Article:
The College Application Process

By Carla Palffy, M.Ed, LPC

Q. My child is a high school senior and we have not started the college application process because he is so busy with school and activities. I am starting to panic.

A. It is never too late to get started, and while, yes it is always best to plan ahead, you can rest assured that you are among many families in the same boat and there is no need to panic. For seniors, it is time to stop procrastinating. Ask for help from your parents, your school counselor, or an independent college counselor. Application deadlines range from early November to March according to each school’s admission process. Missing deadlines is non-negotiable with college admissions.

Q. Why are students already applying in September and October?

A. Many schools, including the U of M and MSU have “rolling” admissions where they begin to review and consider applicants on a first come, first served basis. As colleges begin to offer admission to applicants, the number of spots available dwindles over time, making it more difficult to gain acceptance, even for a more competitive applicant.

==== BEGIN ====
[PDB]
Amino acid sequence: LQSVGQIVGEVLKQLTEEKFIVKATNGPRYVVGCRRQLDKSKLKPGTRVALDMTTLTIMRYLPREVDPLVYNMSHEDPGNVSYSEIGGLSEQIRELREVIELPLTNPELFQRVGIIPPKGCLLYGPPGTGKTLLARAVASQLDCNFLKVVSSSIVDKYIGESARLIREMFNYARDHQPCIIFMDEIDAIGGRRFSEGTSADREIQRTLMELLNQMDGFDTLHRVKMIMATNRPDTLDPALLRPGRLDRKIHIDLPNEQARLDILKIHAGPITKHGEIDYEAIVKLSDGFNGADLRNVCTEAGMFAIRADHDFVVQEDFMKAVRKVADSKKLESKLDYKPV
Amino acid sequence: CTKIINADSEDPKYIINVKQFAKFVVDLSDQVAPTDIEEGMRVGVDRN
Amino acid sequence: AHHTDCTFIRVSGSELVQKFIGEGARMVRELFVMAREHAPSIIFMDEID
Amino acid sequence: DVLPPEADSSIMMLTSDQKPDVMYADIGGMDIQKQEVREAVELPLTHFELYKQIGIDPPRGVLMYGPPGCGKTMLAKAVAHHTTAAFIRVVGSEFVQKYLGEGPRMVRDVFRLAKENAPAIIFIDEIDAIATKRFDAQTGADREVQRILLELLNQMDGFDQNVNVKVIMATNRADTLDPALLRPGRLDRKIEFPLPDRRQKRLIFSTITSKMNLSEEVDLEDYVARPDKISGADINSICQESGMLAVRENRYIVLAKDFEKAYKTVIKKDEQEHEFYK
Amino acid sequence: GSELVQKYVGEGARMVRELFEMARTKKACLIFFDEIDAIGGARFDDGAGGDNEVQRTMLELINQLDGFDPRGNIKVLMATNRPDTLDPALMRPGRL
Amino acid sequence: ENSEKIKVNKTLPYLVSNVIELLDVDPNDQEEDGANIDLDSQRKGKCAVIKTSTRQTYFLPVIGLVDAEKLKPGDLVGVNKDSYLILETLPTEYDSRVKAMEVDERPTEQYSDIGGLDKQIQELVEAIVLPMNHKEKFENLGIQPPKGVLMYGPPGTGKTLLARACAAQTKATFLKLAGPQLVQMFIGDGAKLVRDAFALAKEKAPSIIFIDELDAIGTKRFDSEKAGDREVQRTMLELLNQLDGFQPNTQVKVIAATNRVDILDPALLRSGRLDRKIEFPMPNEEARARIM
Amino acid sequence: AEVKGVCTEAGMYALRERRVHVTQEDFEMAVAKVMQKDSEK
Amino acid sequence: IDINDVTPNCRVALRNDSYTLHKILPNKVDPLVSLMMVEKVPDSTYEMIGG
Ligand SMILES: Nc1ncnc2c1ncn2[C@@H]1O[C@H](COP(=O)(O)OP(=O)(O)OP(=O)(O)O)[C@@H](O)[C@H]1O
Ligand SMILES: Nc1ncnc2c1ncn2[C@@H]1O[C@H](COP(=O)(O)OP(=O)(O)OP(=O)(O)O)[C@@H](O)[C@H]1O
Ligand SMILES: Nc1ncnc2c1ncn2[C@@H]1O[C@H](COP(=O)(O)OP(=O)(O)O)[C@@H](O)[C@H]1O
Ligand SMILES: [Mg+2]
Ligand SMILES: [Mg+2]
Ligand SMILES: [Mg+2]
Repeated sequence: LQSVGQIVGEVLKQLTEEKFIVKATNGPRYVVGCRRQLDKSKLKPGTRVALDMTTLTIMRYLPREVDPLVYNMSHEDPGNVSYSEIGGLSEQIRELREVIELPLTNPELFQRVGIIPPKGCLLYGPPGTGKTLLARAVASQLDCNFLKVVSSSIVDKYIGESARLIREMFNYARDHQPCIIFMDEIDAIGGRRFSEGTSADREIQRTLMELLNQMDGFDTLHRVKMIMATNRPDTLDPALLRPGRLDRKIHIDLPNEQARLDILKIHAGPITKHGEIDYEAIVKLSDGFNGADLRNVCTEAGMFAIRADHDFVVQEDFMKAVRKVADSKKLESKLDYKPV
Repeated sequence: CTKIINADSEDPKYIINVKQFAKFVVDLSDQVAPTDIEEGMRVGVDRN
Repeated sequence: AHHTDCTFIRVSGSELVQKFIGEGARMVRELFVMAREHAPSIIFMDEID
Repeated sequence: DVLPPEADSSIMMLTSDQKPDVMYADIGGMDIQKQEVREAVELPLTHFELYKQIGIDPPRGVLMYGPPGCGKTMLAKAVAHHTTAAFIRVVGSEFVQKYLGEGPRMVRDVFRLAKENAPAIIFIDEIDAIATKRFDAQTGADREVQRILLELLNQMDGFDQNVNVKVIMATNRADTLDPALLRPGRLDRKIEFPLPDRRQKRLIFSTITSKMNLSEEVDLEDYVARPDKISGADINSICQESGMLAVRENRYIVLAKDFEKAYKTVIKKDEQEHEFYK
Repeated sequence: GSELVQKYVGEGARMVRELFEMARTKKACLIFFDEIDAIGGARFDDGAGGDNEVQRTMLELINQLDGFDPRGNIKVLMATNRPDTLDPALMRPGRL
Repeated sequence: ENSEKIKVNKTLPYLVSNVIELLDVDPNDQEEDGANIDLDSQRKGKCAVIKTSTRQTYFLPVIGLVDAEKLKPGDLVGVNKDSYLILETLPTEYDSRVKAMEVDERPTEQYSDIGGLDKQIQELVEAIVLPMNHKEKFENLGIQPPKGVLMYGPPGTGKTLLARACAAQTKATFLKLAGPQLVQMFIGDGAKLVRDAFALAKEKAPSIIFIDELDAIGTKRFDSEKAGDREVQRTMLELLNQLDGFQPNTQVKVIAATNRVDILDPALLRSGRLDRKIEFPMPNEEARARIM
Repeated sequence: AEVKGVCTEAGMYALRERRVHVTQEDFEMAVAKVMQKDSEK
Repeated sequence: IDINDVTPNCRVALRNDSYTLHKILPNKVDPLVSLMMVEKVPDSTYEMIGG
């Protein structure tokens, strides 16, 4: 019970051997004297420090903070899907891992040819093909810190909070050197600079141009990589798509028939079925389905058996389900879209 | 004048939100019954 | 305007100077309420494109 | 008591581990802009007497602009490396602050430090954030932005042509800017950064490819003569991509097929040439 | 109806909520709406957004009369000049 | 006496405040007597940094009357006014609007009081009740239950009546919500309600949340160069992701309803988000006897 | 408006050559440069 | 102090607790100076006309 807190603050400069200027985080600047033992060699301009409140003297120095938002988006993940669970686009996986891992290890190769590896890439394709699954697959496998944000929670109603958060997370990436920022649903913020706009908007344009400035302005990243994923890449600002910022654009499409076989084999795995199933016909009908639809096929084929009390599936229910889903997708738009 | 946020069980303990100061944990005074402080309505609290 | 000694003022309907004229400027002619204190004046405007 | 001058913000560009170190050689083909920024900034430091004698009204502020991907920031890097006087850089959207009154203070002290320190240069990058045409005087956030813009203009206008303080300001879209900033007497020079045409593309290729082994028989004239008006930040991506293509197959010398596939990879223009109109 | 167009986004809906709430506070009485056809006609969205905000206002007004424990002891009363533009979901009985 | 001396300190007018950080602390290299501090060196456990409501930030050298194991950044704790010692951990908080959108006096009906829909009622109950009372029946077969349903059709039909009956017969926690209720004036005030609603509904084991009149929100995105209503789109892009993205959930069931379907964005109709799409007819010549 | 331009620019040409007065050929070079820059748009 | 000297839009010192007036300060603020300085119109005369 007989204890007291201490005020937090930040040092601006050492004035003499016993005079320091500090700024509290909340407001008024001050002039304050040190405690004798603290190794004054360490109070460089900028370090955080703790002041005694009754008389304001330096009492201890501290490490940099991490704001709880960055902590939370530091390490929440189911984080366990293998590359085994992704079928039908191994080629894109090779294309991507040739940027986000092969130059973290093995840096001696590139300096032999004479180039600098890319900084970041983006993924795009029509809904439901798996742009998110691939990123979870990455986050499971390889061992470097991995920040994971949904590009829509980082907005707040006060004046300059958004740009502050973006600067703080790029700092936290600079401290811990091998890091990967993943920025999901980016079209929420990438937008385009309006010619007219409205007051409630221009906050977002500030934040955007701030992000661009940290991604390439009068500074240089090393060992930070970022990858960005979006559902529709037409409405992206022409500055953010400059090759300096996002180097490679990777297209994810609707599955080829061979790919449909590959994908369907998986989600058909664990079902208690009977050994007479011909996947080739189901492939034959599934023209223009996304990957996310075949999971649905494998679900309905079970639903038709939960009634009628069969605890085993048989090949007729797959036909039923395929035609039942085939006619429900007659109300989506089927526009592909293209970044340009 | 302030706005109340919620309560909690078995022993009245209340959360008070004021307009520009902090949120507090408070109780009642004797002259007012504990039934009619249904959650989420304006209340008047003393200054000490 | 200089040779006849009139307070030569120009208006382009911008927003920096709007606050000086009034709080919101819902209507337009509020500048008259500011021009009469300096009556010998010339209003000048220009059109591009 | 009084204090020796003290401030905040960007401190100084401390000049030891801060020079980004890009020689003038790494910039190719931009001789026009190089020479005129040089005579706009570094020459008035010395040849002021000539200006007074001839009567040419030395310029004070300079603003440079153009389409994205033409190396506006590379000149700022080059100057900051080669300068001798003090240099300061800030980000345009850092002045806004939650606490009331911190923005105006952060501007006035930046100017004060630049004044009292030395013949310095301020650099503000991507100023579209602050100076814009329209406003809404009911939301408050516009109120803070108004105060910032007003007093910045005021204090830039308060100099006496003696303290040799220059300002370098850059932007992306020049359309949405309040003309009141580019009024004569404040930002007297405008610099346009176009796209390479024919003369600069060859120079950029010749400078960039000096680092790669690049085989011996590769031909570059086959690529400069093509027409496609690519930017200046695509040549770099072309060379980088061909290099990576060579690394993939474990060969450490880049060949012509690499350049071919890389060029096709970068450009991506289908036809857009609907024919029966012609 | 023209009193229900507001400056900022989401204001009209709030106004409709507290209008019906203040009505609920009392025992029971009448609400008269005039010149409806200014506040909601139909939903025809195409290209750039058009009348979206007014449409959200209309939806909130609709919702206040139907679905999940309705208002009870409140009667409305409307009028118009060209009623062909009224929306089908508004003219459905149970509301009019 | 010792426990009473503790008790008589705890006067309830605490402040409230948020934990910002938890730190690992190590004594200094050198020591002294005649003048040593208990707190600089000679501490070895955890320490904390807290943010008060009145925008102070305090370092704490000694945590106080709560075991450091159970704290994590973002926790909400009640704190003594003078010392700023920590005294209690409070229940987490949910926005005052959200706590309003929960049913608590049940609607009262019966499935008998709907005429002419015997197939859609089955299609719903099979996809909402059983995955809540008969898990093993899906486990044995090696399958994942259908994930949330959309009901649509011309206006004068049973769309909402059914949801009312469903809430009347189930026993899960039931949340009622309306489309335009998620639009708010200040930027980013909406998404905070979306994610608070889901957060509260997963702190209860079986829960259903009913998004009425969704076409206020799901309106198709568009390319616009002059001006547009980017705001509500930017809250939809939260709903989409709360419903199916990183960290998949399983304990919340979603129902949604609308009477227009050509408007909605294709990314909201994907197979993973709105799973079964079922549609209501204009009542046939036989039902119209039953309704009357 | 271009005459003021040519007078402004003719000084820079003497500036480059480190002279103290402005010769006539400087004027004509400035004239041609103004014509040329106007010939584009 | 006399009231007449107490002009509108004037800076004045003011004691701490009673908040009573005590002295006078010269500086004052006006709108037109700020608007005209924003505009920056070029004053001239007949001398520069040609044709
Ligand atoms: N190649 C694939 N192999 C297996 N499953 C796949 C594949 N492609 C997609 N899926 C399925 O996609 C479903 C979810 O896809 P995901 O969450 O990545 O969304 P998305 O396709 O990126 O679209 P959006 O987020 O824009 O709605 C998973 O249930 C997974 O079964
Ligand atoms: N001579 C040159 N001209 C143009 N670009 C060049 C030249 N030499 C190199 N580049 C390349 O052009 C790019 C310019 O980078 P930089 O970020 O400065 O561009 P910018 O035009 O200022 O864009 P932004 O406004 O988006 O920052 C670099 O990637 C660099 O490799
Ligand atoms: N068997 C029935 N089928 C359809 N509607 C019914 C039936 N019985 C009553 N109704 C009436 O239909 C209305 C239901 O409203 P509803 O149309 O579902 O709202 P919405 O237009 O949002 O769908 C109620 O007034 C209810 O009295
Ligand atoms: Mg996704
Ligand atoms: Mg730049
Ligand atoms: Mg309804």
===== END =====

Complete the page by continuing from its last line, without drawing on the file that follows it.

Q. What can I do this week?

  • Finalize a list of 6-8 colleges that match your interests, abilities, and financial parameters. or (A Grosse Pointe Schools web tool) are good websites to research and compare school criteria. Don’t panic if your grades or test scores are not where you had hoped, there are so many great colleges and universities to consider, in addition to schools that do not require submitting test scores (
  • Create your high school resume. A resume can be mailed as a part of your college application. The resume will also help your counselor and teacher gain personal insight when writing your letters of recommendation. If a teacher recommendation is not required, send one anyway.
  • Write a personal statement. A personal statement is an essay which allows the admissions officer to learn something about you not detailed in your application, in addition to your opportunity to showcase your writing skills. Even when “optional”, this is an asset that strengthens your application.
  • Clean up your Facebook site and/or MySpace today. The content should be suitable for your grandmother. College admissions officers report checking social-networking sites, typically when an application is at the margin, there are red flags, or in a few cases when they receive anonymous pictures from competing applicants. Remove any offensive language, inappropriate photographs, and any references to illegal behavior or negative college comments from your site. Just because you have your site blocked for “friends only”, with current technology, you should assume that everything you post could become public.

Carla Palffy, M.Ed, LPC is a licensed MI guidance counselor, founder of College Prep Rx consulting, providing professional guidance for students and families preparing for college admissions. For more information visit

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